To Hold a Candle
by Shaun Terry
I still smell the singed centers of our final photographs,
but I can’t forget the figures forged in my mind.
I’m sitting in the center of my queen-size bed
with tape on my mouth,
but you can’t keep me from crying over you.
I’m terrified that you’ll never forgive me.
I’ve always loved you more than I’ve loved anyone,
and to be rejected so completely, so viciously, so callously,
means I’ve failed in the most profound way;
I wasn’t good enough
when I most needed to be.
“Rejection-Sensitive Dysphoria,” they’ll call it,
and they’ll be right.
And it’s incredibly excruciating.
But it’s something else, too.
There’s peculiar magic between us,
even if we’ve made it too complicated for now.
I know how to love myself.
I’ve just been doing a bad job, lately.
I keep entering your number in my phone,
just to press “End” instead of “Send.”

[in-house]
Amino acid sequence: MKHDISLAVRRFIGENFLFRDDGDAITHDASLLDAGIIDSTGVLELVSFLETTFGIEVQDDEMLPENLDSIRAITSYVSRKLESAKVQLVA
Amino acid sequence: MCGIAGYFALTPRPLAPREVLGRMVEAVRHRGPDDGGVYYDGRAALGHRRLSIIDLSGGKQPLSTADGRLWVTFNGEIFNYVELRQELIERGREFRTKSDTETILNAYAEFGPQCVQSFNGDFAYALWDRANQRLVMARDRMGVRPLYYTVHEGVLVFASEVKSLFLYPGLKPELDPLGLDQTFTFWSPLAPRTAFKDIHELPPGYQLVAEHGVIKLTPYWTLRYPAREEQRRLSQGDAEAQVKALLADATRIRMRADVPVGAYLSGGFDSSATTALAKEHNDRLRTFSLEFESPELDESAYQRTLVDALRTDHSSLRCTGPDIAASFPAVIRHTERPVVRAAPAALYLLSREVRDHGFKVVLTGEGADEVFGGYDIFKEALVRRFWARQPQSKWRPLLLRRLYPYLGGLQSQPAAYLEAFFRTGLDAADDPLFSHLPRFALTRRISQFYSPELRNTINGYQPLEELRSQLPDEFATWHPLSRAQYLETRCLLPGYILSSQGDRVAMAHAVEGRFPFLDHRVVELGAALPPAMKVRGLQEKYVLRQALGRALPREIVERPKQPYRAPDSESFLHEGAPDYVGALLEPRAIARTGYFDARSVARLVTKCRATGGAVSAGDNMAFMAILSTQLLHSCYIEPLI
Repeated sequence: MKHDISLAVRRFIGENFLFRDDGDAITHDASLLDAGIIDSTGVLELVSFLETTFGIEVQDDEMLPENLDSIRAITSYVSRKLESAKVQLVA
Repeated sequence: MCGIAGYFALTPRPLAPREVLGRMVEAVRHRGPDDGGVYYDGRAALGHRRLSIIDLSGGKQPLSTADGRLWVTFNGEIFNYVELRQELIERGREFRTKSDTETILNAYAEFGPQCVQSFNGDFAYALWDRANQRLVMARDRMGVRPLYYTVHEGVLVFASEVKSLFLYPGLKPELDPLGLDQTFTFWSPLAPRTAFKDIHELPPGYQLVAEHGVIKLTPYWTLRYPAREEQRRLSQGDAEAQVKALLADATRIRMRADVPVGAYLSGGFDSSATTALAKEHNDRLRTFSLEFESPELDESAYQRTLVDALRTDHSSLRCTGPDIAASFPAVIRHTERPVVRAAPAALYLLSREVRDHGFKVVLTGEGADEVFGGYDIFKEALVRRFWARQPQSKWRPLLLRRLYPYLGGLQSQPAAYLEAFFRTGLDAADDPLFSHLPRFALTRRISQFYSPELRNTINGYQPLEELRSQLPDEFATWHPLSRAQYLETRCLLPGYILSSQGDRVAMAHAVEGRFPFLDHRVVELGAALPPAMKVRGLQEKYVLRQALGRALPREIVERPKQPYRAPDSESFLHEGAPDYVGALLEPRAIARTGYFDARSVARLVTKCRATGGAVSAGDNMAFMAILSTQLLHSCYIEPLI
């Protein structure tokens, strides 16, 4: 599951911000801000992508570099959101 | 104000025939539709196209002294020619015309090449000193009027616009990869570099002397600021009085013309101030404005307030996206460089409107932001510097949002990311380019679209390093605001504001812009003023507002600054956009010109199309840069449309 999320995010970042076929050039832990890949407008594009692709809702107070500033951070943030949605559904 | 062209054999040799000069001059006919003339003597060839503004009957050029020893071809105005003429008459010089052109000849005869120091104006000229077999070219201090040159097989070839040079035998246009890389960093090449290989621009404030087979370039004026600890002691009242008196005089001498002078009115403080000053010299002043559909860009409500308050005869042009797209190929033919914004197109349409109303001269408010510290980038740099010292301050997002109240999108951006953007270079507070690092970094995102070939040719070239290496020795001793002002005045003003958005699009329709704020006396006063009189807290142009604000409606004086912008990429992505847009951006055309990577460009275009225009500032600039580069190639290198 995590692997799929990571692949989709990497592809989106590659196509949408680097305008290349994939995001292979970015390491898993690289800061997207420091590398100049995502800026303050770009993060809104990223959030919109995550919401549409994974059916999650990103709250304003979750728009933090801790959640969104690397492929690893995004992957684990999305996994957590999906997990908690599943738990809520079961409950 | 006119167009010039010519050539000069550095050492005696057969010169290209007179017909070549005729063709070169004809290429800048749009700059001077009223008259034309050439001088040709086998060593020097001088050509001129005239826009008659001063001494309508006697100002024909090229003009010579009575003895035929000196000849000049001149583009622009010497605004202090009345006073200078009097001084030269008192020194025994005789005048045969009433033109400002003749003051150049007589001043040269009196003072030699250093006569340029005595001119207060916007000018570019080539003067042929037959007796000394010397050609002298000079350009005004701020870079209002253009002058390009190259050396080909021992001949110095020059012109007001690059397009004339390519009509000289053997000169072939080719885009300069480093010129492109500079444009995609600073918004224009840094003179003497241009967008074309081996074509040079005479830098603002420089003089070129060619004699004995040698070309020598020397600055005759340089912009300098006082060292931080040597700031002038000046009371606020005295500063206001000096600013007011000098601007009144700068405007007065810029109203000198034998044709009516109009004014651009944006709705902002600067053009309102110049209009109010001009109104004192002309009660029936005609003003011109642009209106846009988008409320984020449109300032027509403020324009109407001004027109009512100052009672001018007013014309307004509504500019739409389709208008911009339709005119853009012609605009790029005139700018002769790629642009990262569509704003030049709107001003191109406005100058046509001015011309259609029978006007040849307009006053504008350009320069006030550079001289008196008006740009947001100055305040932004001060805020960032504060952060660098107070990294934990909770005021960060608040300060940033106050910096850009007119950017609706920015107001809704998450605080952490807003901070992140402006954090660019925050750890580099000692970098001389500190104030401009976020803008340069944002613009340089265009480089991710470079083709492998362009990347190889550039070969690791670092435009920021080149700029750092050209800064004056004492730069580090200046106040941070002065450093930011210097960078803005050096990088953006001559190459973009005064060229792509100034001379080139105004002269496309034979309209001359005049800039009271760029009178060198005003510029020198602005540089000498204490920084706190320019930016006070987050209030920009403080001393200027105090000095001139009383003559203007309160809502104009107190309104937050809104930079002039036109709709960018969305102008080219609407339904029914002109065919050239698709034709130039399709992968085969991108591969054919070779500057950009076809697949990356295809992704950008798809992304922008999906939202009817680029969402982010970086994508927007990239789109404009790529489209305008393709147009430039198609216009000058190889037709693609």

I want to respect your wishes, and I’ll continue to,
but I miss you so badly.
I don’t just want to be friends,
but I’d settle for sometimes talking to you.
Until then, I’ll work at being better
for both our sakes,
and you go ahead and do what you want.
I’ll keep your secrets.
I talked to your dad, but I didn’t tell him anything to make him judge you.
I see that you’ve changed your hair,
so I know that all this pain is meaningful to you.
It’s okay to be scared,
but this is so painful.
I have faith in us both.
You’re the most beautiful person I’ve ever known,
even when you’re at your worst.
Maybe you’re just reminding me that I never deserved you.
So when you’re all done being angry,
when you can finally forgive yourself for our failures,
I’ll be here, waiting for you to let me be your friend again,
wanting to hold you.